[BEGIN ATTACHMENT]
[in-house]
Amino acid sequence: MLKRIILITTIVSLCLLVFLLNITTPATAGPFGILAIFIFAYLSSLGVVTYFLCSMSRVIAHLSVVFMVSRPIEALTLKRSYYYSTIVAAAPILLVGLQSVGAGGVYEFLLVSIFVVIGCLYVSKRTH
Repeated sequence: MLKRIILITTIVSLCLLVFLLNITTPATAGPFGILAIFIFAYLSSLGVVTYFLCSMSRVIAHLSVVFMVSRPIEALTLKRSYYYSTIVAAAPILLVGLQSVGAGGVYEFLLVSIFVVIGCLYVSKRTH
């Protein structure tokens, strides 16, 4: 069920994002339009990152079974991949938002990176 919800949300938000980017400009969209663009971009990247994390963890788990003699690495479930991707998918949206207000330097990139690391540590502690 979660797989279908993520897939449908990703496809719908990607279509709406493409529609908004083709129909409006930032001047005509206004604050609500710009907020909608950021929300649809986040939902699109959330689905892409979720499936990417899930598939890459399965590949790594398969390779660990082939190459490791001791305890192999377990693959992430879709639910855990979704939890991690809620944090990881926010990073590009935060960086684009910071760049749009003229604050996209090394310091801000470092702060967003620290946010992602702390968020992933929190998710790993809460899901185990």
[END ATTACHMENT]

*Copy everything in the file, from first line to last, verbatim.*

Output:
[in-house]
Amino acid sequence: MLKRIILITTIVSLCLLVFLLNITTPATAGPFGILAIFIFAYLSSLGVVTYFLCSMSRVIAHLSVVFMVSRPIEALTLKRSYYYSTIVAAAPILLVGLQSVGAGGVYEFLLVSIFVVIGCLYVSKRTH
Repeated sequence: MLKRIILITTIVSLCLLVFLLNITTPATAGPFGILAIFIFAYLSSLGVVTYFLCSMSRVIAHLSVVFMVSRPIEALTLKRSYYYSTIVAAAPILLVGLQSVGAGGVYEFLLVSIFVVIGCLYVSKRTH
């Protein structure tokens, strides 16, 4: 069920994002339009990152079974991949938002990176 919800949300938000980017400009969209663009971009990247994390963890788990003699690495479930991707998918949206207000330097990139690391540590502690 979660797989279908993520897939449908990703496809719908990607279509709406493409529609908004083709129909409006930032001047005509206004604050609500710009907020909608950021929300649809986040939902699109959330689905892409979720499936990417899930598939890459399965590949790594398969390779660990082939190459490791001791305890192999377990693959992430879709639910855990979704939890991690809620944090990881926010990073590009935060960086684009910071760049749009003229604050996209090394310091801000470092702060967003620290946010992602702390968020992933929190998710790993809460899901185990």